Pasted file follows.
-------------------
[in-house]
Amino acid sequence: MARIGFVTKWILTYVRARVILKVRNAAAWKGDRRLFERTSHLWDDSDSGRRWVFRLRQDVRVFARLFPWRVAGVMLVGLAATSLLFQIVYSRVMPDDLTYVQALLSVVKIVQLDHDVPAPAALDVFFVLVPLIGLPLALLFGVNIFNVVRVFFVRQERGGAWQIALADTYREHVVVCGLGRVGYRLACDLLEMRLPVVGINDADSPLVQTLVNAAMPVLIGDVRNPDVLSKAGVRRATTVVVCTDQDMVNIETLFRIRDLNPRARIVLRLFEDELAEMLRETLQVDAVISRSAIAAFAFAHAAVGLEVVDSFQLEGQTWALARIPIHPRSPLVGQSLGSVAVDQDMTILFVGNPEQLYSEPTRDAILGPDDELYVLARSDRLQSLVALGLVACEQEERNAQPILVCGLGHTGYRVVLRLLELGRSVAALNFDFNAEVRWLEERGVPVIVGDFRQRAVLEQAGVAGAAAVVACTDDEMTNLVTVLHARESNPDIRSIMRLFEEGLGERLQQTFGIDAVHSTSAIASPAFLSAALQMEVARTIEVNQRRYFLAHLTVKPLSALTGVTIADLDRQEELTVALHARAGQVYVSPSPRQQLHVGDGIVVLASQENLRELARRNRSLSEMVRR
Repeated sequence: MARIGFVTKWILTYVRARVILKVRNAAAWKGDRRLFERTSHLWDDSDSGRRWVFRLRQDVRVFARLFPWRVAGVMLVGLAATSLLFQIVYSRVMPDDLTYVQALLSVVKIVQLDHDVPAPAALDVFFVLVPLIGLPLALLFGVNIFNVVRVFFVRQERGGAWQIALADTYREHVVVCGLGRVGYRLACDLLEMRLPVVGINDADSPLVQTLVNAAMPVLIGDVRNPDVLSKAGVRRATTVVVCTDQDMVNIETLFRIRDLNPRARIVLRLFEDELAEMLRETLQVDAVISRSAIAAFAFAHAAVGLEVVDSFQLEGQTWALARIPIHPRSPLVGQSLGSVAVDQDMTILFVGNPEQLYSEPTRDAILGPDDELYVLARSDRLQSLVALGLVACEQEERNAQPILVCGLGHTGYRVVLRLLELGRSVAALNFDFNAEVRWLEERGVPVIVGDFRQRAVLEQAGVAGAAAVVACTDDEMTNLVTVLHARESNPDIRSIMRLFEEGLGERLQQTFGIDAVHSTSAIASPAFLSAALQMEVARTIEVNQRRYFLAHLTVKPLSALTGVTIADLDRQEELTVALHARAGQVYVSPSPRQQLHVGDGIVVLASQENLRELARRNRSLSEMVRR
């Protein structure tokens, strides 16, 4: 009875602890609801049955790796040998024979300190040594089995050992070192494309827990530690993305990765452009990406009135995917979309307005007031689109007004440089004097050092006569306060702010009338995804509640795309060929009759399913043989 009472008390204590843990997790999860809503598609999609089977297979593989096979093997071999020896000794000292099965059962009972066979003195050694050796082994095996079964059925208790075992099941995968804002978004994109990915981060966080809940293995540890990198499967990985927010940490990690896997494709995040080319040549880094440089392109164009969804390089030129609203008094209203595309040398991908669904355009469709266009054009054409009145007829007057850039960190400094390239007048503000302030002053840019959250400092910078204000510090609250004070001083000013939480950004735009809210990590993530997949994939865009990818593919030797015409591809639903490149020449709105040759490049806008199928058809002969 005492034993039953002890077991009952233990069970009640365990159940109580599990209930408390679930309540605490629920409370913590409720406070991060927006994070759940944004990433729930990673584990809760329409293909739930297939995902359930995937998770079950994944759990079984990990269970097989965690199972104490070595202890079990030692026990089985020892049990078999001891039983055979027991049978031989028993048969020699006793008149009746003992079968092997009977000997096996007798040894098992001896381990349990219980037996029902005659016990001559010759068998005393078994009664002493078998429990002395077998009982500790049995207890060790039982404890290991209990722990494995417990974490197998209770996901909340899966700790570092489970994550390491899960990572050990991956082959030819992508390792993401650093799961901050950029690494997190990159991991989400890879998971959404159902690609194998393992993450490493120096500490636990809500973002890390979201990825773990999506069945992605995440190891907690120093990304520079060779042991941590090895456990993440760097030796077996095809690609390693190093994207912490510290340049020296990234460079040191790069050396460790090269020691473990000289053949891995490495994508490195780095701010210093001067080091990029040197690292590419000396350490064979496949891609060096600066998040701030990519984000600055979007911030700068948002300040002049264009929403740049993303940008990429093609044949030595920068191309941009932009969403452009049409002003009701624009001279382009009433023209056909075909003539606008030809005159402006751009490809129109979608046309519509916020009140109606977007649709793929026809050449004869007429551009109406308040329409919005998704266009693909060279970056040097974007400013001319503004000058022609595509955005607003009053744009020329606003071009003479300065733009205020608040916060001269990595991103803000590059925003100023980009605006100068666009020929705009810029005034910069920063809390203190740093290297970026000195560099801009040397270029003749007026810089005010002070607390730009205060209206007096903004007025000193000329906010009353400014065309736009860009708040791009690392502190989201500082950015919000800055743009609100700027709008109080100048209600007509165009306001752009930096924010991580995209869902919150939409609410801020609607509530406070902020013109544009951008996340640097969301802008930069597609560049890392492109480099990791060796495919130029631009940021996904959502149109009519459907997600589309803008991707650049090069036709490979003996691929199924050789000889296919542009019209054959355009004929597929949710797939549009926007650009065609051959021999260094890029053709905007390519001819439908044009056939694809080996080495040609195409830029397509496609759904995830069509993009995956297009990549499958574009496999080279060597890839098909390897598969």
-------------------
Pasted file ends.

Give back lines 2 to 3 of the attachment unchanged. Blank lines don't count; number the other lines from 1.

Amino acid sequence: MARIGFVTKWILTYVRARVILKVRNAAAWKGDRRLFERTSHLWDDSDSGRRWVFRLRQDVRVFARLFPWRVAGVMLVGLAATSLLFQIVYSRVMPDDLTYVQALLSVVKIVQLDHDVPAPAALDVFFVLVPLIGLPLALLFGVNIFNVVRVFFVRQERGGAWQIALADTYREHVVVCGLGRVGYRLACDLLEMRLPVVGINDADSPLVQTLVNAAMPVLIGDVRNPDVLSKAGVRRATTVVVCTDQDMVNIETLFRIRDLNPRARIVLRLFEDELAEMLRETLQVDAVISRSAIAAFAFAHAAVGLEVVDSFQLEGQTWALARIPIHPRSPLVGQSLGSVAVDQDMTILFVGNPEQLYSEPTRDAILGPDDELYVLARSDRLQSLVALGLVACEQEERNAQPILVCGLGHTGYRVVLRLLELGRSVAALNFDFNAEVRWLEERGVPVIVGDFRQRAVLEQAGVAGAAAVVACTDDEMTNLVTVLHARESNPDIRSIMRLFEEGLGERLQQTFGIDAVHSTSAIASPAFLSAALQMEVARTIEVNQRRYFLAHLTVKPLSALTGVTIADLDRQEELTVALHARAGQVYVSPSPRQQLHVGDGIVVLASQENLRELARRNRSLSEMVRR
Repeated sequence: MARIGFVTKWILTYVRARVILKVRNAAAWKGDRRLFERTSHLWDDSDSGRRWVFRLRQDVRVFARLFPWRVAGVMLVGLAATSLLFQIVYSRVMPDDLTYVQALLSVVKIVQLDHDVPAPAALDVFFVLVPLIGLPLALLFGVNIFNVVRVFFVRQERGGAWQIALADTYREHVVVCGLGRVGYRLACDLLEMRLPVVGINDADSPLVQTLVNAAMPVLIGDVRNPDVLSKAGVRRATTVVVCTDQDMVNIETLFRIRDLNPRARIVLRLFEDELAEMLRETLQVDAVISRSAIAAFAFAHAAVGLEVVDSFQLEGQTWALARIPIHPRSPLVGQSLGSVAVDQDMTILFVGNPEQLYSEPTRDAILGPDDELYVLARSDRLQSLVALGLVACEQEERNAQPILVCGLGHTGYRVVLRLLELGRSVAALNFDFNAEVRWLEERGVPVIVGDFRQRAVLEQAGVAGAAAVVACTDDEMTNLVTVLHARESNPDIRSIMRLFEEGLGERLQQTFGIDAVHSTSAIASPAFLSAALQMEVARTIEVNQRRYFLAHLTVKPLSALTGVTIADLDRQEELTVALHARAGQVYVSPSPRQQLHVGDGIVVLASQENLRELARRNRSLSEMVRR